You got your Twitter API in my WordPress blog
December 12, 2009 6:55 PM   Subscribe

WordPress has added Twitter API support to hosted blogs. Now you can use Tweetie (or any other configurable Twitter client) to actually read blogs, instead of just getting links to them. The API integration is still undercooked, but is a reminder that there's a lot happening outside of 140 characters. APIs may be BizDev 2.0, but does that include work-alikes? (This isn't the first project to use the Twitter API as a lingua franca for micro-blogging.)
posted by ivey (10 comments total) 4 users marked this as a favorite
 
This is a really smart move for Automattic.
posted by signalnine at 7:14 PM on December 12, 2009


Twitter is so 00's.
posted by delmoi at 7:21 PM on December 12, 2009 [1 favorite]


Twitter is just an RSS feed aggregator for feeds with very, very short bits of content. Would love to see the concept of a "tweet" become more generic and less tied to the specific Twitter.com service.

Especially since, I feel, Twitter is not innovating very well at the moment. The new Retweet thing is kind of a mess, for example, and I would *love* to see enclosures of some sort so links/pics/vids/etc don't have to be tied to other services.
posted by chasing at 7:56 PM on December 12, 2009 [1 favorite]


What, you mean like Tumblr?
posted by dunkadunc at 8:24 PM on December 12, 2009 [1 favorite]


That's a surprisingly genius move.
posted by middleclasstool at 8:34 PM on December 12, 2009


I'm of two minds about this. On the one, I half-expected something like this to come along eventually (although I had no idea how - props to those who did). On the other, it's hard to tell who'll be ready to exploit this usefully outside of those who are both comfortable fiddling with technology and willing to spend time doing setup work. And I'd expect many of those already have syndication clients of some variety or another to do the aggregation and notification work.

Content syndication (and the idea that you can get website updates without having to revisit each website every morning) is still a pretty difficult concept to get across to people who aren't already somewhat familiar with how blog systems work, so if this manages to succeed where other attempts at integrating RSS/Atom/etc clients have failed, it'll be a breakthrough. It might also end up causing other problems, as users begin @replying to blogs from within Twitter.
posted by ardgedee at 8:50 PM on December 12, 2009


I'm of two minds about this. On the one, I half-expected something like this to come along eventually (although I had no idea how - props to those who did).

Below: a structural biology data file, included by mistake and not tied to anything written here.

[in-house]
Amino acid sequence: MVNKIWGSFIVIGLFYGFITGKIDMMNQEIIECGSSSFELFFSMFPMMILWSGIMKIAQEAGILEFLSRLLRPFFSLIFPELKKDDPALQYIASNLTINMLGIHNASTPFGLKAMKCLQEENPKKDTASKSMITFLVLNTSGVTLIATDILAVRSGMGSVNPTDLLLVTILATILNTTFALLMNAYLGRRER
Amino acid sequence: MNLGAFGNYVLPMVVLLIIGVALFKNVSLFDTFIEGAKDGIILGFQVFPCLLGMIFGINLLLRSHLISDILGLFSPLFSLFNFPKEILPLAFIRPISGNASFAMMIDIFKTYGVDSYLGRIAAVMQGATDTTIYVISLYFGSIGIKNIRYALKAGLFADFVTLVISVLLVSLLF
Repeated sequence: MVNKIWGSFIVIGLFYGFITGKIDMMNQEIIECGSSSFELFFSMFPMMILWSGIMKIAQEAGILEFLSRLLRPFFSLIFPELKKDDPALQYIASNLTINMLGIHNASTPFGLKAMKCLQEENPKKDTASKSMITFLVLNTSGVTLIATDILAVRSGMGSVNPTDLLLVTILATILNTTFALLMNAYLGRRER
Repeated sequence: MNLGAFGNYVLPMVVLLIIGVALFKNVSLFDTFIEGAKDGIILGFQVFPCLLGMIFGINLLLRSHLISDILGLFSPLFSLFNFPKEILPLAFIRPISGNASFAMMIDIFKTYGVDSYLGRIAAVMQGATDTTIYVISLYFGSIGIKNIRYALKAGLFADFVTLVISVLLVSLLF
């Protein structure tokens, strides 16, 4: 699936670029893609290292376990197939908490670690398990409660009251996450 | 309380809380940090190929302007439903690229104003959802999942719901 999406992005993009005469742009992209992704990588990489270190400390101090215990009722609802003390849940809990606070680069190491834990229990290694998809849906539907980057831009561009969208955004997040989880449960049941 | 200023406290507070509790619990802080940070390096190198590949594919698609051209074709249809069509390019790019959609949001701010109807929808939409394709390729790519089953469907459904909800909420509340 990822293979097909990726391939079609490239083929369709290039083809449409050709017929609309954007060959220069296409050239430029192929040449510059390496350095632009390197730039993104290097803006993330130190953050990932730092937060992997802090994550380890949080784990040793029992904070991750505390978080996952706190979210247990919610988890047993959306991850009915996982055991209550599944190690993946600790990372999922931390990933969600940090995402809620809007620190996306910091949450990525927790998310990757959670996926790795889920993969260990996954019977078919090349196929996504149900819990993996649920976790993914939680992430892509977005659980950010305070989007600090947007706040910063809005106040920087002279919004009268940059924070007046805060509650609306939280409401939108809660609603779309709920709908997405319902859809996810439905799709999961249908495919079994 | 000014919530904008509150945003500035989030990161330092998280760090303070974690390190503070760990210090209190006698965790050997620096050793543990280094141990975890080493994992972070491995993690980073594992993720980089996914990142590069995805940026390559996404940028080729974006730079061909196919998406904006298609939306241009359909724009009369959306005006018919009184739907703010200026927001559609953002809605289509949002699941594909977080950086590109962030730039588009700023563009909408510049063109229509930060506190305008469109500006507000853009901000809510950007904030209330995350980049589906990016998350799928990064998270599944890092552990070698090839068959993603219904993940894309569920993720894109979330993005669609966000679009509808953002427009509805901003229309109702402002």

What's so novel about it? Wordpress already has it's own API and there are already iPhone clients out there for it.

Nothing is more tiresome then people reinventing the wheel and calling it progress. There are also standardized blog posting APIs like the Atom Publishing Protocol, there's google's oddly named pubsubhubbub system for broadcasting blog post updates, etc.

All this is doing is making it possible for people who use wordpress to use their twitter clients to update/read wordpress. But they could already use wordpress apps to do that. And most twitter clients aren't expecting to operate on multiple services, and aren't going to be setup to handle it properly.

--

Now what I'd like to see would be bittorent clients that use twitter to broadcast their IPs now that all the torrent trackers are getting shut down. Think about it, you could use hashtags to identify the torrent, and (if you wanted) encode the IP address using words from a dictionary, (and if you normalized by frequency, the generated sentences would look normal to a computer)

Then twitter might actually be worth caring about.
posted by delmoi at 9:13 PM on December 12, 2009 [1 favorite]


Why would they want encourage Wordpress blogs full of Twitter posts? It's bad enough that Twitter is full of Twitter posts.
posted by regicide is good for you at 9:26 PM on December 12, 2009 [2 favorites]


Now what I'd like to see would be bittorent clients that use twitter to broadcast their IPs now that all the torrent trackers are getting shut down.

Distributed trackers
posted by DU at 3:43 AM on December 13, 2009


> Nothing is more tiresome then people reinventing the wheel and calling it progress. There are also standardized blog posting APIs like the Atom Publishing Protocol, there's google's oddly named pubsubhubbub system for broadcasting blog post updates, etc.

Providing content syndication to people who do not understand content syndication -- through channels they're already familiar with -- is where the potential lies. I have to deal with people every day who have no clue what content syndication is, what content aggregation is, and what they're good for. Explaining this and justifying its existence to them is hard. Open content syndication standards have been around for a decade but its use among people who are not programmers and web developers is close to nil, at best. For the rest of the world, the steps you have to go through to get Wordpress.com into your Twitter feed are going to be more complex than the value proposition, but if they can be hustled through the initial effort managing their subscriptions will be a lot easier since the mechanisms will be similar to the methods of following and unfollowing that they're presumably already familiar with.

The geek-cred cleverness of Wordpress's latest hack, or lack of same, has nothing to do with its value. This is a concession (currently imperfect, but with potential) to the ninety-nine-point-something percent of the world who lack your comfort level around computer software.
posted by ardgedee at 6:22 AM on December 13, 2009 [1 favorite]


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